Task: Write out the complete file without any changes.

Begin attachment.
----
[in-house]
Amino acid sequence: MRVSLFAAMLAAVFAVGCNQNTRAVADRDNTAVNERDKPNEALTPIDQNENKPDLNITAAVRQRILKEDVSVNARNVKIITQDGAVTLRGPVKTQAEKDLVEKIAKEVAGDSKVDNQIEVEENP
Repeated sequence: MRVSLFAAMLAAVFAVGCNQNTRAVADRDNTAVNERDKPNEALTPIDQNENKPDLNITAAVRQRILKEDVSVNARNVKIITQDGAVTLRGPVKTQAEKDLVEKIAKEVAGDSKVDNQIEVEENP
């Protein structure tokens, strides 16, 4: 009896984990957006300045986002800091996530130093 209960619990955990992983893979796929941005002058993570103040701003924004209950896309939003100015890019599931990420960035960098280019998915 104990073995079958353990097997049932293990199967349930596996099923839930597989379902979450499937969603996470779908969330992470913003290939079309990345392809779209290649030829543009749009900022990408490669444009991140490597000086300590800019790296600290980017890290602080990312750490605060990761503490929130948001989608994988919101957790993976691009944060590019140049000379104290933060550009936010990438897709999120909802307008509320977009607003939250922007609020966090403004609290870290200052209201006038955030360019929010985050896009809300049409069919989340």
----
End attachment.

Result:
[in-house]
Amino acid sequence: MRVSLFAAMLAAVFAVGCNQNTRAVADRDNTAVNERDKPNEALTPIDQNENKPDLNITAAVRQRILKEDVSVNARNVKIITQDGAVTLRGPVKTQAEKDLVEKIAKEVAGDSKVDNQIEVEENP
Repeated sequence: MRVSLFAAMLAAVFAVGCNQNTRAVADRDNTAVNERDKPNEALTPIDQNENKPDLNITAAVRQRILKEDVSVNARNVKIITQDGAVTLRGPVKTQAEKDLVEKIAKEVAGDSKVDNQIEVEENP
């Protein structure tokens, strides 16, 4: 009896984990957006300045986002800091996530130093 209960619990955990992983893979796929941005002058993570103040701003924004209950896309939003100015890019599931990420960035960098280019998915 104990073995079958353990097997049932293990199967349930596996099923839930597989379902979450499937969603996470779908969330992470913003290939079309990345392809779209290649030829543009749009900022990408490669444009991140490597000086300590800019790296600290980017890290602080990312750490605060990761503490929130948001989608994988919101957790993976691009944060590019140049000379104290933060550009936010990438897709999120909802307008509320977009607003939250922007609020966090403004609290870290200052209201006038955030360019929010985050896009809300049409069919989340």